The FDA approach could not stand in sharper contrast with the Public Health England (PHE) strategy. For PHE, which has published its own reviews, the evidence provided additional support for a national policy in which e-cigarettes had become an official part of a campaign to address morbidity and mortality from tobacco smoking. In October 2017, England's expert national public health agency advised smokers, "stop smoking with an e-cigarette" (Figure 3). PHE has also produced guides on how to switch from smoking to vaping. Although we focused in this analysis on the divide that separates the United States and England, England is in fact a global outlier on the question of e-cigarettes. Australia's national science research agency, for example, has taken a very different stance and maintains a ban on nicotine sales.[4] Indeed, some have argued that, at its very origins, funds from the tobacco industry tainted the English conviction that people "smoke for the nicotine but die from the tar."[5,6] (p1431)

Figure 3.

Public Health England's 2017 Stoptober Campaign

Underpinning the 2 approaches are very different takes on the evidence. The 2 agencies issued their evaluations of the evidence nearly back to back in the winter of 2018. Some have read these analyses as broadly consistent, providing support for the view that e-cigarettes could play a role in smoking harm reduction. Yet, in every major respect, they come to very different conclusions about what the evidence suggests in terms of public health policy. The differences between the 2 reports turn on the profoundly important question of what should count as evidence for policymakers.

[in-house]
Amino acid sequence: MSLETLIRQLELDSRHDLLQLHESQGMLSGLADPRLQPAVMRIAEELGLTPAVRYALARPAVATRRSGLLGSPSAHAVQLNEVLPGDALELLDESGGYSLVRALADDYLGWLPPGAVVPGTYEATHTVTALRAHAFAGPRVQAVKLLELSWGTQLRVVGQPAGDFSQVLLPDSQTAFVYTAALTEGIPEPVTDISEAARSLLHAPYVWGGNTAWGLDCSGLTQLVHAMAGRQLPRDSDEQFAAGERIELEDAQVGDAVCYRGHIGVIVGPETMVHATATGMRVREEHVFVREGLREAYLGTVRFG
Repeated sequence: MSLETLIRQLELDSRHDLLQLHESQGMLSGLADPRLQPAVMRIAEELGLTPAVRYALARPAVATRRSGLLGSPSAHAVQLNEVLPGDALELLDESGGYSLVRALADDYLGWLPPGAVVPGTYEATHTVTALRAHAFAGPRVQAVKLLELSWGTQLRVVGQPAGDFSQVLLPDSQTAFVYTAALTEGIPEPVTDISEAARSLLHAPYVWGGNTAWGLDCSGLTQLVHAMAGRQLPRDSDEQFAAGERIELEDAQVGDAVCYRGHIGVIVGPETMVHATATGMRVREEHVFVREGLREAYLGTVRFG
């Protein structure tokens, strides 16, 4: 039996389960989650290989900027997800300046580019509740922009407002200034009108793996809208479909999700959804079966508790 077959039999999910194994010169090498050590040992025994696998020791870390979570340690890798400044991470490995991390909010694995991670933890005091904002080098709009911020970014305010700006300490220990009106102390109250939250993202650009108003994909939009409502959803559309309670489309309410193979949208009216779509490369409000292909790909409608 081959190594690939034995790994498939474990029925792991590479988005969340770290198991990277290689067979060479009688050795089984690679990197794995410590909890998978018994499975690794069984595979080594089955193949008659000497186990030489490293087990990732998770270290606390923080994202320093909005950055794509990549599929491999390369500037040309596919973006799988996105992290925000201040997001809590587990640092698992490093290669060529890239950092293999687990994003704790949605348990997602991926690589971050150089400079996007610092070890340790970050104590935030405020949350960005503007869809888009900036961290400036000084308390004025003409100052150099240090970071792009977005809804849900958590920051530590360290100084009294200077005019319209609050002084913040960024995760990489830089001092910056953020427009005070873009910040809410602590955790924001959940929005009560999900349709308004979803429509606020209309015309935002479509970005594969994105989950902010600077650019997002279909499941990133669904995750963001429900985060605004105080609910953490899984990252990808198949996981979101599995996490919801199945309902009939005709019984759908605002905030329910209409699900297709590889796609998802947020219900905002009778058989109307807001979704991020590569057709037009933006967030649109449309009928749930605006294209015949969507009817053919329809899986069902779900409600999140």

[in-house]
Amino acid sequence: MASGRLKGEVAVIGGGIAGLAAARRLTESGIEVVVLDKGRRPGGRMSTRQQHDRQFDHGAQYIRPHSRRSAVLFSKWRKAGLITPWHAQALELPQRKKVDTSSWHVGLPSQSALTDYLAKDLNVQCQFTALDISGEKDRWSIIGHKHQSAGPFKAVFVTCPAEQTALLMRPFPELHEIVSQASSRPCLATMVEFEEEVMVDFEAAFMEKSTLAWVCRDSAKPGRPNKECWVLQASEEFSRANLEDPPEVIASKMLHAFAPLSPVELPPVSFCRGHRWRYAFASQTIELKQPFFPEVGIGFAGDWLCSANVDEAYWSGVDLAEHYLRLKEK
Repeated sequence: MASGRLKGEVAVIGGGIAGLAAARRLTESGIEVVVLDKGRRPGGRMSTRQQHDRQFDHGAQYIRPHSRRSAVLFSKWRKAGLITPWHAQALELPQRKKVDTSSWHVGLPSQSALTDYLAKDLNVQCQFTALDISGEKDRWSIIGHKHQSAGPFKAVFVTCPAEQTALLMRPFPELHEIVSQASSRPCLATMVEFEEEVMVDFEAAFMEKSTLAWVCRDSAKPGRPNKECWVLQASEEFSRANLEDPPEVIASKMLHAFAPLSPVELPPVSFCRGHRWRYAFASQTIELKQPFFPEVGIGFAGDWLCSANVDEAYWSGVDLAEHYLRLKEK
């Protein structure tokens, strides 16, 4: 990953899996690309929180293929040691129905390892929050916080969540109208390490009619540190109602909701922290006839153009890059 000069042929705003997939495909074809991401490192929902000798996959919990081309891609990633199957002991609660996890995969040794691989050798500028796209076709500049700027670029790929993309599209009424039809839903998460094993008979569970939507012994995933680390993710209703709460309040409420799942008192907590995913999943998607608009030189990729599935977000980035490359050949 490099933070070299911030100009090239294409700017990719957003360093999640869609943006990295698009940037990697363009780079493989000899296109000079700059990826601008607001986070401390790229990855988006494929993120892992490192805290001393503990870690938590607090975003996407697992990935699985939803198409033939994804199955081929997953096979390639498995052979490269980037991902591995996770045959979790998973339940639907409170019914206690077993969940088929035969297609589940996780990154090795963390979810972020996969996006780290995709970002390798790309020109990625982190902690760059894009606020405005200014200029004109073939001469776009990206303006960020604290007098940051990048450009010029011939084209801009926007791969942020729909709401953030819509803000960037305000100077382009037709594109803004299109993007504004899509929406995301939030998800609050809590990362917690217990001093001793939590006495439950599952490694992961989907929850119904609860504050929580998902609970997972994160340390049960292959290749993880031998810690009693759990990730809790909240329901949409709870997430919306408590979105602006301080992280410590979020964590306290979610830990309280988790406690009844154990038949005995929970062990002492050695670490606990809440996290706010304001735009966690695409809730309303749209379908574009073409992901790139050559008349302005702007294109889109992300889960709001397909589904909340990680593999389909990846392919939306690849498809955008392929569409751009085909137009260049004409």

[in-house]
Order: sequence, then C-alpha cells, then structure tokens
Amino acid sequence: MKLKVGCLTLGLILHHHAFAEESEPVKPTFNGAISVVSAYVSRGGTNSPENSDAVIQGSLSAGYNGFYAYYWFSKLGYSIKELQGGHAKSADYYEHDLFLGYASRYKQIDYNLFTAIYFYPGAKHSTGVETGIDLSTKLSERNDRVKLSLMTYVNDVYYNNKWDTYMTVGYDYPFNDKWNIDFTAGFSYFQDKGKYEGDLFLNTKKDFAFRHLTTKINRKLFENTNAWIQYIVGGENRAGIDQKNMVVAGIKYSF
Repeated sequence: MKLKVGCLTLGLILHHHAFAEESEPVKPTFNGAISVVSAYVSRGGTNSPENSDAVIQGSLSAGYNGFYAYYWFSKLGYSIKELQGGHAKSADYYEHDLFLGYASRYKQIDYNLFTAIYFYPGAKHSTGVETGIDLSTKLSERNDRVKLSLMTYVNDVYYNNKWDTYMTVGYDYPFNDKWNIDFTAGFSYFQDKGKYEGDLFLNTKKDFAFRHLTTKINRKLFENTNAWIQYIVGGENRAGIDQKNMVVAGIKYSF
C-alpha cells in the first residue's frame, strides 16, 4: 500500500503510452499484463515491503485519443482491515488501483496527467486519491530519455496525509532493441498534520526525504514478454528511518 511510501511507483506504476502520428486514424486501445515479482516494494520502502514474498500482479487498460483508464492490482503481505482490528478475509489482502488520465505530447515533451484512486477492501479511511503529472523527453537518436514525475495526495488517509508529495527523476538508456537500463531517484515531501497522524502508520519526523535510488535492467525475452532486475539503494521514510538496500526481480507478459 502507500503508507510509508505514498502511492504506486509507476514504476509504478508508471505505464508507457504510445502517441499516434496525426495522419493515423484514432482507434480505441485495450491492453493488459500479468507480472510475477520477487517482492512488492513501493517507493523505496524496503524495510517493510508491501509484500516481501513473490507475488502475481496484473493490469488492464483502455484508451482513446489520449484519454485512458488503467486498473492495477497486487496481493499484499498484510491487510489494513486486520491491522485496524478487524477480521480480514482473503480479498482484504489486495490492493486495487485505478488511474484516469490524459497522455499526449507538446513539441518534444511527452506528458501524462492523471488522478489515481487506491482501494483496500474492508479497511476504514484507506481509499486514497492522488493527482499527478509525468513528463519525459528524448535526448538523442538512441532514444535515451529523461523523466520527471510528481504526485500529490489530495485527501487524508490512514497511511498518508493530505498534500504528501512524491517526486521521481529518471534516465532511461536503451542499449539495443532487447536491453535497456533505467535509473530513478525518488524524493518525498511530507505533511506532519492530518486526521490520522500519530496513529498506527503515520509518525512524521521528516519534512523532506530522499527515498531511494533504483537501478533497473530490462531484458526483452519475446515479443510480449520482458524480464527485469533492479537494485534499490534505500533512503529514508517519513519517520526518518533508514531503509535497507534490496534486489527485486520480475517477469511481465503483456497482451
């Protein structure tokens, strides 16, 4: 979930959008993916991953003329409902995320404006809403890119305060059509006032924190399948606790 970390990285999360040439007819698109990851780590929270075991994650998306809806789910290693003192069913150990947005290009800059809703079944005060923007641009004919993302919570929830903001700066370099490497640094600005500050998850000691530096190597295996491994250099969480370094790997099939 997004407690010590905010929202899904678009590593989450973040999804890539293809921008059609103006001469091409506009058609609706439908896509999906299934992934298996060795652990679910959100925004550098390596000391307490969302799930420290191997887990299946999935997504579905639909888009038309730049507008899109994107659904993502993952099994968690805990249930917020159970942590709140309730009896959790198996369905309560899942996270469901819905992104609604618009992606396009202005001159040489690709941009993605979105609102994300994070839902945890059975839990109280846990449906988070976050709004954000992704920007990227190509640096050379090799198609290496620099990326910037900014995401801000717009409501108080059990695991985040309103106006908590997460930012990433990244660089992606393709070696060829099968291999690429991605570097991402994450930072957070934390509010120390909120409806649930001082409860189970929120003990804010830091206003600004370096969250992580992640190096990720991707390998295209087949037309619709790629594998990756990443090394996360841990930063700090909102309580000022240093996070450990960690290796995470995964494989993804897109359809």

Fundamentally, the 2 reports differed on whose risk was to be given priority. For PHE, the central public health concern was how to protect the health of current smokers. For the United States, the pivotal issue was the protection of children and nonsmokers—innocent bystanders. The formulation of the questions and inclusion and exclusion criteria is always a value-based process. Understanding these different values is critical to mapping the politics of smoking harm reduction as debate intensifies about disruptive high-impact nicotine products like Juul,[7] which has been at the center of a storm of concern over youths, and heated tobacco products like the Philip Morris IQOS, which some suggest could help to lower toxicity standards in a way that could affect combustible products. The debate is bound to become ever more acrimonious now that Altria, the manufacturer of Marlboro, has acquired a substantial financial interest in Juul.